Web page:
Friday, September 18, 2009

New Residents at Pinwheel Farm

I think I forgot to mention that once again, Pinwheel has a feline resident...or actually, two. Maybe it takes two cats to replace the unique cat-for-all-seasons, Ambrosius. One that's a hunter, and one that's a cuddler.

Mike (large, round, mostly white with gray tabby markings) and Stanley (smaller, lithe, mostly gray tabby with white markings) came in early August from a long-time friend, to board during her travels and longer. "The boys" and I have known one another for years, and are great friends, which helps ease the overwhelming change in their life. But their transition to life with a DOG has been a bit grudging.

Mike quickly claimed the prime spots: my favorite swivel chair (whose arm he's mistaken for a scratching post), the computer desk (where he rolls on my hand while I type, or lies between me and the keyboard), and the foot of the bed. He can circumnavigate my room without setting foot on the floor, where there be dragons, or at least a dog.

Stanley hides, either in the kitchen cabinet or the far shelves of the garage. It's hard to tell how much is hunting mice, and how much is avoiding the dog, and how much is simply visualizing himself somewhere else. But in the past few days, he's started coming out more, morning and evening. And for the first time ever, he is being demonstrably affectionate with me, purring louder and louder and head-butting my hand more firmly. He had always been very stand-offish with me at my friend's house. I'm liking the new Stan more and more.

Toss is a perfect lady about the whole thing. She is very circumspect, giving them lots of room and yielding instantly to any confrontation. Not like another Border Collie whose rescue I declined, on account of a habit of treeing cats on the nearest tall piece of furniture and keeping them there.

Early in their sojourn here, when Mike was still quite emphatically vocal in his disgust with there being a dog in the room, I witnessed a comical interspecies miscommunication. Toss entered the room at the far end, and Mike, sitting next to me, began his very expressive singsong growling and snarling. Despite being very deaf now, evidently Toss could distinguish the musical tonality of Mike's curses and threats. And she responded with her own song--she "rooed" at him! "Rooing" is a vocalization some Border Collies make, that isn't a growl or howl or bark, but something else entirely. Toss loves listening to music, and she enjoys making her own. From the context of her rooing, I've come to translate the emotional content of it as something along the lines of "I love you!" or "You're so wonderful" or "I'm so excited!". So the dialogue of happy rooing and angry growling, with several repetitions back and forth, was very funny.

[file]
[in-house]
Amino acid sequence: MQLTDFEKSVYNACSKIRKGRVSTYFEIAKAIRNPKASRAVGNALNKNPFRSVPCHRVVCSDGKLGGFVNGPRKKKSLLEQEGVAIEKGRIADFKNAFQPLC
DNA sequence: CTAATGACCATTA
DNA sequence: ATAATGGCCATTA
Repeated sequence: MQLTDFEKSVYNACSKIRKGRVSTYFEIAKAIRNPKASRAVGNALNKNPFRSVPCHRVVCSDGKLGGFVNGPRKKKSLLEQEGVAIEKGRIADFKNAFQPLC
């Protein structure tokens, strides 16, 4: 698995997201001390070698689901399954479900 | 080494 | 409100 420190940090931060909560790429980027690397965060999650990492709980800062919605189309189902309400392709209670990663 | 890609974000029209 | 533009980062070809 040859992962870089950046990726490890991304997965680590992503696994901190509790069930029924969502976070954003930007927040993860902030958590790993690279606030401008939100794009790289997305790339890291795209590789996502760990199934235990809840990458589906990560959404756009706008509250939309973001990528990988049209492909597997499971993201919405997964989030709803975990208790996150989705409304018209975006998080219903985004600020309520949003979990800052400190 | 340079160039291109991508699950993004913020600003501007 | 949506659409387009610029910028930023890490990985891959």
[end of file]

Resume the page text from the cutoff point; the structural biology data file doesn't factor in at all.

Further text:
Toss, as I mentioned, has become quite deaf. It is a real loss to both of us. She can't hear the commands for herding the sheep, so I have to leave her in the house when moving sheep, or she guesses wrong about where I want them to go, and I can't explain otherwise to her. We often startle her by "sneaking" up on her when she's resting, which she does a lot more than she used to. Other than fading hearing and fogging eyes, she is in good health for a 14-year-old Border Collie.

Toss has always loved music, and her passion continues. Apparently she can hear the piano, Gilbert, that lives in the garage. Whenever I start to play, she'll appear after a minute or two, no matter where she's been napping. She has a favorite position to lay, just beside and behind me a little, on either side. One night there were obstacles in the favored places, and she paced and puzzled over them for several minutes until I got up and moved one for her. Sometimes I play the piano just for her, because it's one common pleasure we can still share. The narrowing of options makes each shared moment dearer and deeper. I know that we are together somewhere on a long slow walk which at some point will be mine alone. I don't know if we're just starting or nearly there. I want to savor each step as best the demands of daily life allow.

One thing I really miss in her deafness is something that the cats somewhat make up for. She and I would carry on intermittant non-verbal "conversations" consisting of little acknowledgements of one another's movements and sounds. She would sigh in her sleep, and I would sigh in return. I would shift in my chair, and she would groan and flop over to rest on the other side for awhile. In this way, we exchanged constant little affirmations of our attention to and love for one another. She doesn't answer my noises now, and seems to make fewer herself. Before the cats came, the house seemed emptier and emptier.

Now I hum back at Mike's snoring.

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